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Dry, Burning Eyes? Could Be Dry Eye Syndrome

Tears are necessary to keep your eyes healthy. They rinse the eye of any dust or particles and keep the eyes moist and comfortable. They also contain enzymes that eliminate bacteria that can be present in the eye.
For individuals whose eyes do not produce adequate amounts of tears, symptoms can result such as constant feelings of dryness, stinging, itching or a foreign body sensation. To the surprise of many, sometimes dry eyes cause eyes to water excessively to try to compensate for dryness.

Dry eyes are a result of a number of factors. Dry eyes are often age related since it is usually adults that complain of dry eye syndrome, and often women during menopause. Dry eye syndrome can also be a result of a number of medications such as diuretics, antidepressants, birth control pills among others. Dry or dusty air, and excessive heating or air conditioning can also cause or worsen dry eyes. In addition, some diseases such as lupus, rheumatoid arthritis or others, continual computer use or usage of contact lenses can cause dry eye syndrome.

Dry eye symptoms may be relieved with artificial tears to make up for the lack of natural tears. It’s advisable to consult with your optometrist to make sure you are using the right eye drops in the right way. If non-prescription options aren’t working you may need Rx drops that actually stimulate tear production.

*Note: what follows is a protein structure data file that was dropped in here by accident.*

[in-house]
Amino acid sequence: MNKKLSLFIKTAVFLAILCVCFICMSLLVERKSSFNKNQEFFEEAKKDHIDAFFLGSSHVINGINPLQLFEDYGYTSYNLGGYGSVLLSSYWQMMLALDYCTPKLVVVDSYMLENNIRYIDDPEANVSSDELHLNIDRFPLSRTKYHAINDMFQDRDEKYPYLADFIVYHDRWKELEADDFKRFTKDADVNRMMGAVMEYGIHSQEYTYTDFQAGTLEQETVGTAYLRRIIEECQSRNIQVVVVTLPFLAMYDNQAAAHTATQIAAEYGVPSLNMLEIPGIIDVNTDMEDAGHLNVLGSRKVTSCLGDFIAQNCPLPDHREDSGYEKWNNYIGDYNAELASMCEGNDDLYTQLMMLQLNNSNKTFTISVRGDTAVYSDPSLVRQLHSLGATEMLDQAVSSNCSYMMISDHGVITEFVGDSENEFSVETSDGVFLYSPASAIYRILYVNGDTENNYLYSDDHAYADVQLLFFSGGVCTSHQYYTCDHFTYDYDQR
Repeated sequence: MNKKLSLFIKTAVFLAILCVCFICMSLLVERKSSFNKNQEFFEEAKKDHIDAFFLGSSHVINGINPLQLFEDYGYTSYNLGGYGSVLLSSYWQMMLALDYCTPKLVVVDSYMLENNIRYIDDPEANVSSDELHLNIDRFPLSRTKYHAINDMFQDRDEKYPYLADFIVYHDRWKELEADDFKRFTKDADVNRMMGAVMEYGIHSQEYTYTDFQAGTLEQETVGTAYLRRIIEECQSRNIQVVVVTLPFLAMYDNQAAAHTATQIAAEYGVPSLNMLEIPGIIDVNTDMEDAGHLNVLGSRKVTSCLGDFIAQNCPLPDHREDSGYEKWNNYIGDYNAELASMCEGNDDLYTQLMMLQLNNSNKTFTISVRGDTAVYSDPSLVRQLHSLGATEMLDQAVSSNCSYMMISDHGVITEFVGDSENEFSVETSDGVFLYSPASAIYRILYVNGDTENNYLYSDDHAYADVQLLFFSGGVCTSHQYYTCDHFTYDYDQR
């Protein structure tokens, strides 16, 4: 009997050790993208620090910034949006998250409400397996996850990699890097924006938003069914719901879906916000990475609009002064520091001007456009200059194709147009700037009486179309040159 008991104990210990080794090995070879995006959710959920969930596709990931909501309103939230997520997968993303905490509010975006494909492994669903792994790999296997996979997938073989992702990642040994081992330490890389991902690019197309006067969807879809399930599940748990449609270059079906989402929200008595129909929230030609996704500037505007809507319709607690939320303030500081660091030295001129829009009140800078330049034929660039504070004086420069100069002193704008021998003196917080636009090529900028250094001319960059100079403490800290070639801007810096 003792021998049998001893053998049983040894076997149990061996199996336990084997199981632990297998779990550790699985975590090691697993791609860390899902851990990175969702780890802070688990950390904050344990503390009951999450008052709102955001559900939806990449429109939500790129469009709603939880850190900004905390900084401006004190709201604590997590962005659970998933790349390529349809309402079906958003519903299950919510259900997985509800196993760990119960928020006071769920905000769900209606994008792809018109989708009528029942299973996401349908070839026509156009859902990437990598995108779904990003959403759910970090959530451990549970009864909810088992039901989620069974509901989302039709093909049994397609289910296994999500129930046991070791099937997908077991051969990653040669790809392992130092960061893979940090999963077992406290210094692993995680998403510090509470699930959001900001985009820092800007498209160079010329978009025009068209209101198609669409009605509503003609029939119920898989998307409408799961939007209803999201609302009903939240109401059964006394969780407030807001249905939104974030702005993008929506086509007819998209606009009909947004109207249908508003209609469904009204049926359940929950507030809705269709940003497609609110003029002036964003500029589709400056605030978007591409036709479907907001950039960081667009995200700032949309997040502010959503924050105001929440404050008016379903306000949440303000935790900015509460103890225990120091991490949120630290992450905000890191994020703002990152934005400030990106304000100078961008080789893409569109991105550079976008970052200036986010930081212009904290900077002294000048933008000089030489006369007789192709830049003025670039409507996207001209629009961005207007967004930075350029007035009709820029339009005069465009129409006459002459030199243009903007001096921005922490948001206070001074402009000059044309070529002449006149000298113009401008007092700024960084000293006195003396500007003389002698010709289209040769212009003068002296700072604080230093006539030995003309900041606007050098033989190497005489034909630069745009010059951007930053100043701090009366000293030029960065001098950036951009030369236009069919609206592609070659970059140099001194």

If eye drops don’t relieve your discomfort, your eye doctor might recommend Lacrisert, an insert placed inside the eyelid that periodically releases lubricating ingredients throughout the day. Another option is punctual plugs which help keep moisture on the eye by restricting tears from draining too quickly. Some eye doctors may suggest you try dietary or environmental adjustments to alleviate discomfort.

In most cases, dry eyes will not result in any permanent damage but can be a nuisance. Nevertheless, very serious dry eyes could make you more vulnerable to infection so it is worthwhile to speak to your optometrist.

Particularly in the wintertime, you should to try to safeguard your eyes from dryness, cold winds and particles. Wearing sunglasses when outside, and making use of a humidifier inside when the heat is blasting are steps that could help.

If you are suffering from some of the symptoms listed above visit your optometrist today!